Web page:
LinkedIn, a Microsoft company, bought an employee surveying company in a deal said to be valued at over $400 million

Chip Somodevilla/GettyLinkedIn CEO Jeff Weiner participates in a question-and-answer interview during the seventh annual Washington Ideas Forum at the Harman Center for the Arts October 1, 2015 in Washington, DC.
  • LinkedIn announced its intent to buy the employee survey software company Glint in a deal said to be valued at more than $US400 million.
  • Glint specialises in employee surveys measuring satisfaction with management, compensation, and other internal issues.
  • The company last raised $US20 million in November 2017, at a $US220 million valuation.

On Monday, LinkedIn – the business social network that operates as an independent subsidiary of Microsoft – announced its intent to acquire Glint, an employee surveying startup.

While LinkedIn didn’t disclose terms of the deal, CNBC reports that the purchase price was over $US400 million, and possibly more than $US500 million, citing people familiar with the matter. A company spokesperson would not provide details of the deal’s financials with Business Insider, but said it was, “one of the largest acquisitions made under the LinkedIn brand.”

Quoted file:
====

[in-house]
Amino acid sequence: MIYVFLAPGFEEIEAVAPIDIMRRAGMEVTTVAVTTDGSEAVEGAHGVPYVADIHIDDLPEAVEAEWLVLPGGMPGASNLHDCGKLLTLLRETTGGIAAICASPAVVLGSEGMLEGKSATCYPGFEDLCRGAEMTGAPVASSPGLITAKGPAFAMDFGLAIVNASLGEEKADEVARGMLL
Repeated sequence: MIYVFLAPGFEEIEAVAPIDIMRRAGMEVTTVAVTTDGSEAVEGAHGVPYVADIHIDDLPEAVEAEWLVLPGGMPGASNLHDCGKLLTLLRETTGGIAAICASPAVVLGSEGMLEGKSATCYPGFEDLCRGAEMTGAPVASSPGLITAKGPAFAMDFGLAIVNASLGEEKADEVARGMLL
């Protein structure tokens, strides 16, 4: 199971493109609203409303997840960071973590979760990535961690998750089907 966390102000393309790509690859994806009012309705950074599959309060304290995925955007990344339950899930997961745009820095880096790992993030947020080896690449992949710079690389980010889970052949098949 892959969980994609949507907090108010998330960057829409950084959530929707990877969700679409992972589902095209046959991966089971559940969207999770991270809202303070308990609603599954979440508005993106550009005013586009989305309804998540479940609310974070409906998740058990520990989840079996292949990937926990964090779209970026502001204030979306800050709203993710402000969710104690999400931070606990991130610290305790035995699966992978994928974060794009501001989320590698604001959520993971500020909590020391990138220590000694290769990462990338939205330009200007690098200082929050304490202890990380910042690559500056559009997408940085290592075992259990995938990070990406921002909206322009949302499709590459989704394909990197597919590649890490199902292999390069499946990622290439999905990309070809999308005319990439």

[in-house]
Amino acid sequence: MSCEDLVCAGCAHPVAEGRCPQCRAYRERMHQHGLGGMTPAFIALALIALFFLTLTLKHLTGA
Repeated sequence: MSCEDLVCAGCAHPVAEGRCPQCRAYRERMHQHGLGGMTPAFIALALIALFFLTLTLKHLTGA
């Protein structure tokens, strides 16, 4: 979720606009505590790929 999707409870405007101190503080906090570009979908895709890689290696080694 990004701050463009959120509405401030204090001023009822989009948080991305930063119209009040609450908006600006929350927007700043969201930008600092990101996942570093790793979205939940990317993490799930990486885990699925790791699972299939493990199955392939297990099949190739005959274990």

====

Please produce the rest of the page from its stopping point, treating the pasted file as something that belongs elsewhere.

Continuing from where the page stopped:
Glint – which specialises in employee surveys measuring satisfaction with management, compensation, and other internal issues – last raised a $US20 million Series D round of funding in November 2017, in a deal said to give the company a valuation of $US220 million.

“Our insights into people success, along with LinkedIn’s insights into the broader workforce, will be a powerful combination that can help customers attract, develop, and retain the best talent,” Glint CEO and co-founder Jim Barnett wrote in his blog post announcing the deal.

The Redwood City, California based company has more than 200 employees and has attracted large corporations to use its software, including Alphabet’s Waymo, Dish Network, and United Airlines.

The hefty pricetag could indicate that Microsoft is continuing to back LinkedIn as an independent service, giving it the latitude to cut large acquisition deals to further its own business.

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